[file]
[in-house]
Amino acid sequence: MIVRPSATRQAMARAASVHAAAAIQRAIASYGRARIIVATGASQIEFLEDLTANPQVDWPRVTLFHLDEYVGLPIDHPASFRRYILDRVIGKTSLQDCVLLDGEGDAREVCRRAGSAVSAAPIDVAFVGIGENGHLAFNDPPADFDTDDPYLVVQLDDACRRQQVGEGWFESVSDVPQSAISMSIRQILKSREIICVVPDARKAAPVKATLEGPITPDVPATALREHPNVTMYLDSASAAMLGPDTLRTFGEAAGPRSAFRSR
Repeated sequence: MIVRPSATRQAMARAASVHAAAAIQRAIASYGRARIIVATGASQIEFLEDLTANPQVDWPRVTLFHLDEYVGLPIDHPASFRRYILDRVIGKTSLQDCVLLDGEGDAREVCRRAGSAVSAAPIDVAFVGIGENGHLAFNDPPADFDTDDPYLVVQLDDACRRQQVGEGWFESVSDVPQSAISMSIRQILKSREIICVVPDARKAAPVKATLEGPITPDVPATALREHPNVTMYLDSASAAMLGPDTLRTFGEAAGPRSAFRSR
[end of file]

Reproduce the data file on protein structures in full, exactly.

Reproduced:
[in-house]
Amino acid sequence: MIVRPSATRQAMARAASVHAAAAIQRAIASYGRARIIVATGASQIEFLEDLTANPQVDWPRVTLFHLDEYVGLPIDHPASFRRYILDRVIGKTSLQDCVLLDGEGDAREVCRRAGSAVSAAPIDVAFVGIGENGHLAFNDPPADFDTDDPYLVVQLDDACRRQQVGEGWFESVSDVPQSAISMSIRQILKSREIICVVPDARKAAPVKATLEGPITPDVPATALREHPNVTMYLDSASAAMLGPDTLRTFGEAAGPRSAFRSR
Repeated sequence: MIVRPSATRQAMARAASVHAAAAIQRAIASYGRARIIVATGASQIEFLEDLTANPQVDWPRVTLFHLDEYVGLPIDHPASFRRYILDRVIGKTSLQDCVLLDGEGDAREVCRRAGSAVSAAPIDVAFVGIGENGHLAFNDPPADFDTDDPYLVVQLDDACRRQQVGEGWFESVSDVPQSAISMSIRQILKSREIICVVPDARKAAPVKATLEGPITPDVPATALREHPNVTMYLDSASAAMLGPDTLRTFGEAAGPRSAFRSR